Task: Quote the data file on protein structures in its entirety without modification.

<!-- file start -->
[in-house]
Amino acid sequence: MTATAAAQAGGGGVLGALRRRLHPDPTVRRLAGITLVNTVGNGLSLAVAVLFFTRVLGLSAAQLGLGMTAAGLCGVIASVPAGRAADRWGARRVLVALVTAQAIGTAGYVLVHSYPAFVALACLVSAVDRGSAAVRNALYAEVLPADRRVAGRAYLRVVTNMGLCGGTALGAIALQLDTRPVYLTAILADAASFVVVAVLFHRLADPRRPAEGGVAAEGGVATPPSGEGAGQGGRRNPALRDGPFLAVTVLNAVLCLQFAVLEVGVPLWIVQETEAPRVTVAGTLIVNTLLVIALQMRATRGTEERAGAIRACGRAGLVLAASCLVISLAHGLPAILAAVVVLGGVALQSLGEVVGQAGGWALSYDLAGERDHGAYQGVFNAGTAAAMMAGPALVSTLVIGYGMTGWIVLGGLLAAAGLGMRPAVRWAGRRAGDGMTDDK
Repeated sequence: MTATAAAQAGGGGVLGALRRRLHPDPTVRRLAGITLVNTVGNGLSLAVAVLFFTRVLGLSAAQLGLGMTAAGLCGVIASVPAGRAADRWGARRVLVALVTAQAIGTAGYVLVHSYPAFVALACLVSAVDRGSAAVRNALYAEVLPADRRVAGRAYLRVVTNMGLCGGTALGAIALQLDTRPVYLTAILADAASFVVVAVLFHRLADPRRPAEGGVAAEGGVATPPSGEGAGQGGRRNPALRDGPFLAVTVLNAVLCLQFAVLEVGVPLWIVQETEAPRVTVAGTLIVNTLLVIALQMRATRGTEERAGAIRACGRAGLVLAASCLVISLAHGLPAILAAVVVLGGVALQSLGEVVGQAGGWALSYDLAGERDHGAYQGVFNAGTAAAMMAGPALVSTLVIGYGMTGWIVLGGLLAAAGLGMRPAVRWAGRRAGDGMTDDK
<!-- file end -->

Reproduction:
[in-house]
Amino acid sequence: MTATAAAQAGGGGVLGALRRRLHPDPTVRRLAGITLVNTVGNGLSLAVAVLFFTRVLGLSAAQLGLGMTAAGLCGVIASVPAGRAADRWGARRVLVALVTAQAIGTAGYVLVHSYPAFVALACLVSAVDRGSAAVRNALYAEVLPADRRVAGRAYLRVVTNMGLCGGTALGAIALQLDTRPVYLTAILADAASFVVVAVLFHRLADPRRPAEGGVAAEGGVATPPSGEGAGQGGRRNPALRDGPFLAVTVLNAVLCLQFAVLEVGVPLWIVQETEAPRVTVAGTLIVNTLLVIALQMRATRGTEERAGAIRACGRAGLVLAASCLVISLAHGLPAILAAVVVLGGVALQSLGEVVGQAGGWALSYDLAGERDHGAYQGVFNAGTAAAMMAGPALVSTLVIGYGMTGWIVLGGLLAAAGLGMRPAVRWAGRRAGDGMTDDK
Repeated sequence: MTATAAAQAGGGGVLGALRRRLHPDPTVRRLAGITLVNTVGNGLSLAVAVLFFTRVLGLSAAQLGLGMTAAGLCGVIASVPAGRAADRWGARRVLVALVTAQAIGTAGYVLVHSYPAFVALACLVSAVDRGSAAVRNALYAEVLPADRRVAGRAYLRVVTNMGLCGGTALGAIALQLDTRPVYLTAILADAASFVVVAVLFHRLADPRRPAEGGVAAEGGVATPPSGEGAGQGGRRNPALRDGPFLAVTVLNAVLCLQFAVLEVGVPLWIVQETEAPRVTVAGTLIVNTLLVIALQMRATRGTEERAGAIRACGRAGLVLAASCLVISLAHGLPAILAAVVVLGGVALQSLGEVVGQAGGWALSYDLAGERDHGAYQGVFNAGTAAAMMAGPALVSTLVIGYGMTGWIVLGGLLAAAGLGMRPAVRWAGRRAGDGMTDDK